1. Dinner at Eight (1933) -- Marie Dressler, John Barrymore, Wallace Beery, Jean Harlow, Lionel Barrymore, Lee Tracy, Edmund Lowe, Billie Burke, Madge Evans, Jean Hersholt, Karen Morley, Louise Closser Hale, Phillips Holmes, May Robson, Grant Mitchell. Four cast members of the Oscar-winning 1932 drama "Grand Hotel" -- the Barrymores, Beery and Hersholt -- reunited for this star-studded comedy/drama directed by George Cukor and produced by David O. Selznick.
 
 
The Depression era film revolves around a posh dinner party being planned by Millicent Jordan (Burke), wife of the ailing, financially troubled shipping magnate Oliver Jordan III (Lionel Barrymore). Among the invited guests: A desperate actor in decline (John Barrymore) who's having a clandestine relationship with the Jordans' 19-year-old daughter Paula (Evans); Oliver Jordan's nouveau riche business rival (Beery) and his uncultured, social-climbing wife (Harlow); a physician (Lowe) -- who's been intimate with many of his female patients -- and his long-suffering wife (Morley); and a once-great actress (Dressler), who is in America for the first time in a decade in an attempt to cash in stocks from the Jordan shipping business.

The movie's screenplay was adapted by Frances Marion ("The Champ") and Herman J. Mankiewicz ("Citizen Kane") from the stage play by George S. Kaufman and Edna Ferber.

 

Memorable dialogue:

 

Kitty Packard (Harlow): I was reading a book the other day. 

 
Carlotta Vance (Dressler, taken aback by the revelation): Reading a book?
 
Kitty: Yes. It's all about civilization or something. A nutty kind of a book. Do you know that the guy says that machinery is going to take the place of every profession?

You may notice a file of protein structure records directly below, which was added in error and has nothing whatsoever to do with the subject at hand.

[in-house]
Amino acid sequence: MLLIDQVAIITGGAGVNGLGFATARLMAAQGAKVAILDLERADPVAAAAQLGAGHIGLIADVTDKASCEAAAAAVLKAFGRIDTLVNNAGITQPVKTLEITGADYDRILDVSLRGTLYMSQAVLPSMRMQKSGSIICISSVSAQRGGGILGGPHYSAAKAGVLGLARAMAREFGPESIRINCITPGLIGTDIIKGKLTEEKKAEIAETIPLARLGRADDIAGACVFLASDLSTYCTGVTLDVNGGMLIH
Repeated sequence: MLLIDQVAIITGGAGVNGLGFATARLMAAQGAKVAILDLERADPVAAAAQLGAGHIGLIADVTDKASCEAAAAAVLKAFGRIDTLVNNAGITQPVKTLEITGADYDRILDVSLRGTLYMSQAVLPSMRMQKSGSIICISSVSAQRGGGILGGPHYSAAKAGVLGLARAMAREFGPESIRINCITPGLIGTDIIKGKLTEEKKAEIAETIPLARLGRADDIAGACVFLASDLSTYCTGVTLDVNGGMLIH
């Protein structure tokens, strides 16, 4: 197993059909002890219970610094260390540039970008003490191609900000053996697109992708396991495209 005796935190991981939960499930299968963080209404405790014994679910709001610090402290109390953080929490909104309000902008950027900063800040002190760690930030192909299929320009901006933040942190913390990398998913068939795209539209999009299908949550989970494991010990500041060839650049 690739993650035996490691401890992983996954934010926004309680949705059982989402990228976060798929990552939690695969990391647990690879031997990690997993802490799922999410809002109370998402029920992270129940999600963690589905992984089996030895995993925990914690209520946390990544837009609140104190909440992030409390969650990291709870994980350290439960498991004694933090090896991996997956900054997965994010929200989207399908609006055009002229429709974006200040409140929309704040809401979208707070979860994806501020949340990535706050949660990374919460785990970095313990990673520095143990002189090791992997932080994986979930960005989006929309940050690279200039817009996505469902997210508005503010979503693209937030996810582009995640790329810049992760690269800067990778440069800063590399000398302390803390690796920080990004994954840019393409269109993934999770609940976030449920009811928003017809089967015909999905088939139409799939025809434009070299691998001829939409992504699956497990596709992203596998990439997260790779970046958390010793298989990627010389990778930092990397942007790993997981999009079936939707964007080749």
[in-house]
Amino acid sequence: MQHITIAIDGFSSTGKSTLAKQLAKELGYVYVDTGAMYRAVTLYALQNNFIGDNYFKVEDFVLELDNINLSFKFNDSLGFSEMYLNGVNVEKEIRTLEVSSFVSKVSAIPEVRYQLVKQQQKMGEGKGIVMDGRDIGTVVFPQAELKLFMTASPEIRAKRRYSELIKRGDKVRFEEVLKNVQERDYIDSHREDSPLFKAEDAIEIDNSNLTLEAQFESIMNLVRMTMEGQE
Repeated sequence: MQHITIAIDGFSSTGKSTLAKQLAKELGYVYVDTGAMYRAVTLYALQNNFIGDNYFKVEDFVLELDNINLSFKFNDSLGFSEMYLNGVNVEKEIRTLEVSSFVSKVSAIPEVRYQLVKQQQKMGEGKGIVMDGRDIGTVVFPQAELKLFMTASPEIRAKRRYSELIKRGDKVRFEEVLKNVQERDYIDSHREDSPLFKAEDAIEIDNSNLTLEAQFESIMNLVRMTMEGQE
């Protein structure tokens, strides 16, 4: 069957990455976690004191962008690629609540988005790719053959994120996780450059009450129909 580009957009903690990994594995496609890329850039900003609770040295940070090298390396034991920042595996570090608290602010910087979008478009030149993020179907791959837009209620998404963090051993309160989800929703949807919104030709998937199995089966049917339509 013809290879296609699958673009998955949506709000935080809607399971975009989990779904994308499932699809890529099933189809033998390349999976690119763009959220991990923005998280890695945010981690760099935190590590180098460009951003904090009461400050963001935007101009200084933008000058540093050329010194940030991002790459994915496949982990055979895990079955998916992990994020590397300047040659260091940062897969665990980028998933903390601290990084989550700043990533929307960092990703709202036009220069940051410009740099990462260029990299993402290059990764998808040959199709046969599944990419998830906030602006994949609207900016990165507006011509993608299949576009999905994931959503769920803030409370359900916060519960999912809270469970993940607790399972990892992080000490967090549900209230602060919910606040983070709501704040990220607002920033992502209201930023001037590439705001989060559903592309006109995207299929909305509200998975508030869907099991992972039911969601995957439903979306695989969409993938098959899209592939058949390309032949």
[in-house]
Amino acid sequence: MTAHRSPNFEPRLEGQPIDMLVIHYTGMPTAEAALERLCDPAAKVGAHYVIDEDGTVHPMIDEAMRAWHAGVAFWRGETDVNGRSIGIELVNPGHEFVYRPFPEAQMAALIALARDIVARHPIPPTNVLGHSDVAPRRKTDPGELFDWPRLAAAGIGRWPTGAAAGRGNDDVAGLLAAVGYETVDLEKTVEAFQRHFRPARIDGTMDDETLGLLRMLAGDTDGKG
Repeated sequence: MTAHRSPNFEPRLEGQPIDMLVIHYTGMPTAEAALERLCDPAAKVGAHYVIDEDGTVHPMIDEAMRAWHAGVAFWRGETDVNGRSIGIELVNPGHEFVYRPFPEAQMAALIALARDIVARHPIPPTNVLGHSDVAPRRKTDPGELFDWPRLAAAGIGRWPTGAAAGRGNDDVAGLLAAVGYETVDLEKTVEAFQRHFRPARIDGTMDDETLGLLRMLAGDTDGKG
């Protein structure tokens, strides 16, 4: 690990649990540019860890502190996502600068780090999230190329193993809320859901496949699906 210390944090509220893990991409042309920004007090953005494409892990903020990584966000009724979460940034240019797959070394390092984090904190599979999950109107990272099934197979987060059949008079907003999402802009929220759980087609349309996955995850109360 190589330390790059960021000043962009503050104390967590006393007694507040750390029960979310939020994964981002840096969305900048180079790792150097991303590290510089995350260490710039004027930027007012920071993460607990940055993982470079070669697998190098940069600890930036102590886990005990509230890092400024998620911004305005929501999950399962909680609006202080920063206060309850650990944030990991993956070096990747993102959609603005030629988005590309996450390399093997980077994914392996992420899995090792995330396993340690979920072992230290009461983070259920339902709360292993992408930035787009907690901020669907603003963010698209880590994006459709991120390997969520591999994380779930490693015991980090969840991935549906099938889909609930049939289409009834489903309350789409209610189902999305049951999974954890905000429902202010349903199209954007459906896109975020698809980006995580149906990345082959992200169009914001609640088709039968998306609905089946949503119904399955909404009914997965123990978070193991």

Carlotta:  Oh, my dear, that's something you need never worry about.

 

 

Memorable quote: "If there's one thing I know, it's men. I ought to. It's been my life's work." -- Carlotta, as she tries to comfort Paula Jordan, who has just received devastating news.

 

Memorable quote No. 2: "You're through, Renault. You're through in pictures and plays and vaudeville and radio and everything. You're a corpse, and you don't know it. Go get yourself buried." -- Renault's agent Max Kane (Tracy) after the actor accuses him of plotting with producers against Renault.

 

 

The Great Nickname: There are at least three references to actor Larry Renault's profile. John Barrymore's famous nickname was "The Great Profile," and in his final moments in the film, his face is shown from one side.

 

 

Expires August 28, 2014.

 

2. Doctor X (1932) -- Lionel Atwill, Fay Wray, Lee Tracy, Preston Foster, John Wray, Harry Beresford, Arthur Edmund Carewe, Leila Bennett, Robert Warwick, George Rosener, Willard Robertson, Thomas E. Jackson, Harry Holman, Mae Busch. Tom Dugan. Uncredited: Selmer Jackson. Early Technicolor horror film starring Tracy as Lee Taylor, a New York investigative reporter who seeks answers to a series of homicides known as "The Moon Killer Murders." It appears that the key to the mystery is a medical research academy run by Dr. Jerry Xavier (Atwill). Meanwhile, Taylor becomes attracted to the doctor's daughter (played by Wray, one year before her starring role as Ann Darrow in "King Kong").
 
 
Directed by Michael Curtiz ("Mystery of the Wax Museum"), the film was based on a 1931 stage play titled "The Terror." 

 

Expires August 28, 2014.

Link to comment
Share on other sites

TCM On Demand for August 23, 2014
 
The following features are now available on TCM On Demand for a limited time: